2. Mask appropriately. Wear a good one (N or KN95, thick or multilayer cloth, surgical or double surgical). Wear it correctly. And wear it where it makes sense. A small grocery store in the morning with few people is probably safe. A Friday afternoon at Wegmans is a Sh&* Show! Wear a mask. Or choose better shopping times. Being at an open air restaurant is probably fine. Being on the beach is fine. Riding a bike is fine. Being on the Boardwalk, shoulder to shoulder with the sweaty, screaming masses, maybe skip that one! Lastly, a recent study of many thousands of people showed that masking on planes reduces infection rates. So if you travel, be smart.
  3. Get healthy so you are resilient. Stop making excuses and eat better, eat less, move more, stress less, sleep better. Just do it already. It’s cute to say you put on the “Covid-19”, like the “Freshman 20”… but once again the most significant risk factor for getting Covid and having a worse outcome is being overweight.

If I don’t post again before next weekend, have a great July 4th. We don’t need to make America great again. It already is great. We just need to appreciate all that we have and be a little less selfish.

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Stay safe and be well.

AC

Covid Management Strategies

Andrew Chuma No Comments

I haven’t posted much recently about Covid. 

Quite honestly, there is not all that much new to talk about. In addition, headlines have been dominated by the war in Ukraine, politics, Johnny Depp and now the horrific mass shooting in Texas. 

Case numbers are slowly on the rise. Because of home testing, which is unreported, the true number of infections is likely much higher. It seems like everyone recently has had Covid or knows someone who has. 

Much to my surprise, despite my daily exposure, I have not been infected. Recent blood work shows that I have not been exposed enough to the actual virus to have developed antibodies. Without question, I have been exposed multiple times, but I attribute the lack of actual infection to vaccination (I am double vaccinated and double boosted), being careful with constant N95 masking at work and in most other public places, as well as a healthy vegan lifestyle along with daily exercise. My sleep and stress management could be tuned up a bit. Actually a lot, but no one is perfect. As an aside, studies of thousands of healthcare workers have shown that being plant-based dramatically reduces the risks of getting Covid or having significant disease if contracted. I have no delusions that I won’t get infected eventually.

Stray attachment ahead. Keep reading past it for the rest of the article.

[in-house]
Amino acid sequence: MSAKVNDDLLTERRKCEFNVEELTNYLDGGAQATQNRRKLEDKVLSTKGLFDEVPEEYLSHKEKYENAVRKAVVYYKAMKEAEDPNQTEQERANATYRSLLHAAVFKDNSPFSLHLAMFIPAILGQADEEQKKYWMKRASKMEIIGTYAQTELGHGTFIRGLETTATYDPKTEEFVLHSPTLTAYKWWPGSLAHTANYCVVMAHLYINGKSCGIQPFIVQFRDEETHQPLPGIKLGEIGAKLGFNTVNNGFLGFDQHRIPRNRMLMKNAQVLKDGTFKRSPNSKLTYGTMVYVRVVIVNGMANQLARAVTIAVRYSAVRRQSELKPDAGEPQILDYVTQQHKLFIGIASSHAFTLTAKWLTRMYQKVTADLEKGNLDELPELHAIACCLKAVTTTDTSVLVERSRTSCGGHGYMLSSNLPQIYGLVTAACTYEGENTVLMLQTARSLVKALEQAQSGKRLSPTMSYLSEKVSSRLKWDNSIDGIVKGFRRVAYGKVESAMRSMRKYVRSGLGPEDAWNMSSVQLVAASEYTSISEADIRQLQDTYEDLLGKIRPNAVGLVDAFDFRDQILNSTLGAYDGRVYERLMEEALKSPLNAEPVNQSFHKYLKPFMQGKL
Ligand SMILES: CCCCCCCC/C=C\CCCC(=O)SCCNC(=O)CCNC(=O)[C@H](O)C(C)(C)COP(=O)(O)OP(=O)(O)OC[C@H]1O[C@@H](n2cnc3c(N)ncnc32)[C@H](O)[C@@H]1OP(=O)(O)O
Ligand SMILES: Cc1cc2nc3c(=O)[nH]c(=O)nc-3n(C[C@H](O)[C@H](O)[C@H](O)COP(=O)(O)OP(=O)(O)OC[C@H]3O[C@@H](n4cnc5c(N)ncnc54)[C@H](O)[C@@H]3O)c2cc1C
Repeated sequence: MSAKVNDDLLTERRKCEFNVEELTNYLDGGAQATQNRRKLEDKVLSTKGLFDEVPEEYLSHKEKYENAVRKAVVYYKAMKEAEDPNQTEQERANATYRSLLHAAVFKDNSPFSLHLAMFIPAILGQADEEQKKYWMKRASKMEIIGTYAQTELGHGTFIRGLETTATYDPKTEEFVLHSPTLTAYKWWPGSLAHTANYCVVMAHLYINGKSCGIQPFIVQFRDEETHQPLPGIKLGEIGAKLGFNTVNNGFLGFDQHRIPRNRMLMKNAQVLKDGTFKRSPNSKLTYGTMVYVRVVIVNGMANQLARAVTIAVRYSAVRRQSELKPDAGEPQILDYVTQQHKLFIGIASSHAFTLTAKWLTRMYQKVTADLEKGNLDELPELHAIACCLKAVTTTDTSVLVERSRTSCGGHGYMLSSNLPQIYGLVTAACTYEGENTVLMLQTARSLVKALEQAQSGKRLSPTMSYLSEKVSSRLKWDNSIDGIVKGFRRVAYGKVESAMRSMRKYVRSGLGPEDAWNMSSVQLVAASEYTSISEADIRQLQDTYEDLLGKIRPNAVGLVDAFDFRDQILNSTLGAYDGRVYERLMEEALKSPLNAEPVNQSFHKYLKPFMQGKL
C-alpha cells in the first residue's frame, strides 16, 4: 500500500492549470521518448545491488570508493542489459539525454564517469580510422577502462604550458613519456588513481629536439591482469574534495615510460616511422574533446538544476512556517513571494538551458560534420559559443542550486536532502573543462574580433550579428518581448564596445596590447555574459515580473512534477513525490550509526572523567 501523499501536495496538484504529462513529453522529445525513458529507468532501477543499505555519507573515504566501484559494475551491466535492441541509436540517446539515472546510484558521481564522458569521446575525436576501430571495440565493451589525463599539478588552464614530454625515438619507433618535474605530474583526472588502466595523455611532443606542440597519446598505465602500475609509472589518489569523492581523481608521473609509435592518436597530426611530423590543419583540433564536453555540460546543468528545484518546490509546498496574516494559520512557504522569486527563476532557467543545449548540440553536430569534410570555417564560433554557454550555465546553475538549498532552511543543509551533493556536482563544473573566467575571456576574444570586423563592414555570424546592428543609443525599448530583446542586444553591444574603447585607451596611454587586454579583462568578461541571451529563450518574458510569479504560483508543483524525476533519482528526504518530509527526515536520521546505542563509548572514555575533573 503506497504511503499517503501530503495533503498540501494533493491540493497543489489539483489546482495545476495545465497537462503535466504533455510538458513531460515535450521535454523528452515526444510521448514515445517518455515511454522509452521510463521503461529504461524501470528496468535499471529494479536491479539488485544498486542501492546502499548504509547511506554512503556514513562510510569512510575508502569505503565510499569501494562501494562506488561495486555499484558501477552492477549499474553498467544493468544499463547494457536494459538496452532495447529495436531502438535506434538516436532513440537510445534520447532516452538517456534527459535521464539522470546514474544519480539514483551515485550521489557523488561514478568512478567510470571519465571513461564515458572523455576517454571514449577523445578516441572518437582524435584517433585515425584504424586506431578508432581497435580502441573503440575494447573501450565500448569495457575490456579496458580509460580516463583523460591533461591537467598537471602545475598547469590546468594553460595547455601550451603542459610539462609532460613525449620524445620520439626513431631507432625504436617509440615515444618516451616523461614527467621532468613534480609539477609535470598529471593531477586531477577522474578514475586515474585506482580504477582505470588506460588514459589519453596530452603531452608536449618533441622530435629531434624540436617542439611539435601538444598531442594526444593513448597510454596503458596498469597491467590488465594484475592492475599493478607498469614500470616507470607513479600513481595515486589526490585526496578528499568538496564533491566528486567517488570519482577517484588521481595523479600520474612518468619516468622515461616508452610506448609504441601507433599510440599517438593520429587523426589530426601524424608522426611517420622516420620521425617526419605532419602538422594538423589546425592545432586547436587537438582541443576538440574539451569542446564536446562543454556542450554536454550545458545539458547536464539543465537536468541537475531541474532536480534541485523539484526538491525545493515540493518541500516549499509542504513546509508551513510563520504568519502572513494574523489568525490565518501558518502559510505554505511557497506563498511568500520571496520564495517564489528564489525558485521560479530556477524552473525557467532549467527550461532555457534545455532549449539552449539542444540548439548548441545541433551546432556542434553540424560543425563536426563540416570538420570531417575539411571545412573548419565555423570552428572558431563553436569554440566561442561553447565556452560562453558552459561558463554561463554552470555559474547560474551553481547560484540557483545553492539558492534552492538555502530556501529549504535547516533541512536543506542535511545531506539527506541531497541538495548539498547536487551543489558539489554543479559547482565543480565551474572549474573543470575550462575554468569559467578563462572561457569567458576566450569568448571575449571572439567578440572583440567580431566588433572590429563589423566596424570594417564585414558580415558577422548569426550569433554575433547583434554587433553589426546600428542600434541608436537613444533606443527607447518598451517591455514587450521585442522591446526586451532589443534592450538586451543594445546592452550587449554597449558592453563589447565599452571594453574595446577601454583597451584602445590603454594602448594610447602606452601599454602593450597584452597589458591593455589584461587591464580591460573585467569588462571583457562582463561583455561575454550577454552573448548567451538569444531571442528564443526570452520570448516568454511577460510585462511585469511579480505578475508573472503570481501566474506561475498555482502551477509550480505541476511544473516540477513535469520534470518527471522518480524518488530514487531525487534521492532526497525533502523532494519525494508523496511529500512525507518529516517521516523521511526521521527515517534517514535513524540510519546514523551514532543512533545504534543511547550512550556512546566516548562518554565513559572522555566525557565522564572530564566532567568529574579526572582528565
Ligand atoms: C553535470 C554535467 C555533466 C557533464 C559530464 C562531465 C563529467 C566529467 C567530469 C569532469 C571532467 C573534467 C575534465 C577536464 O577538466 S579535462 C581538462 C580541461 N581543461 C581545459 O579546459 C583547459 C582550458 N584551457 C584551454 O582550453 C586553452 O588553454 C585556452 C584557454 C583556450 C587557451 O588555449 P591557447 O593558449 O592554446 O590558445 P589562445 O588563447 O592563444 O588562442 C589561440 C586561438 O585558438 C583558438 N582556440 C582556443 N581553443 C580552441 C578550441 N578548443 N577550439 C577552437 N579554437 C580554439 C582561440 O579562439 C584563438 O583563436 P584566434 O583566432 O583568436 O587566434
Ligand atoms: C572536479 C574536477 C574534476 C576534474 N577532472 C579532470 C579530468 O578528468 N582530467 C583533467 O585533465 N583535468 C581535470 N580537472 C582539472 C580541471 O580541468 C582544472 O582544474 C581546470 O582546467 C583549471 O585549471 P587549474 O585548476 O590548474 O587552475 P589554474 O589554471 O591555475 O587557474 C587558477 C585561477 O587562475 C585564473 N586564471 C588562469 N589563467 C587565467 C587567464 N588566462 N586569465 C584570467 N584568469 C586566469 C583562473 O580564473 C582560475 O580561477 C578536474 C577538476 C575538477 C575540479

Vaccination rates have dropped, with only 48% of Amercans over 12 now being fully vaccinated with either one or two boosters, if appropriate. Although we are behind every other developed country, quite honestly, we are not that far behind. For example in Canada, they have only 55% of their over 12 population fully vaccinated. Most European countries are at least in the 60%s with adults being even much higher. Some Asian countries are in much better shape but interestingly, China is not (only 61% of their adult population is fully vaccinated. If you include over 12, the rate is much lower). In China, people just don’t trust their vaccine, and they have cause for concern. It is just not as good, and almost useless against Omicron and its sublineages. Same goes for the Russian Sputnik vaccine.

Clearly, I am a proponent of vaccination, however, just like “hoping you don’t get sick” won’t protect you, vaccination is not the strategy which will rid us of this disease. I don’t think anything will. We can only hope to manage it and minimize the degree of disease. No one can predict how this will all settle out. It would be great if it ultimately turned into another seasonal flu-like illness, with an annual Covid shot being adequate. But unlike Influenza, the SARS-Cov-2 virus does not respect seasons and is much more infectious. The Covid vaccine wanes in its efficacy after 4-6 months, but so do the Flu and Pneumonia vaccines. It DOES however lower severity of disease, risk of hospitalization, deaths as well as occurence of long-haul symptoms.

Clearly, people are not willing to do the things we know are safe like prudent, quality masking and distancing. At this stage, it seems to be a free for all.

And it is not only in the US. From what I have heard from others who have travelled, many other European countries seem to have returned to regular activity, behaving as if there is no pandemic, which is clearly still going on.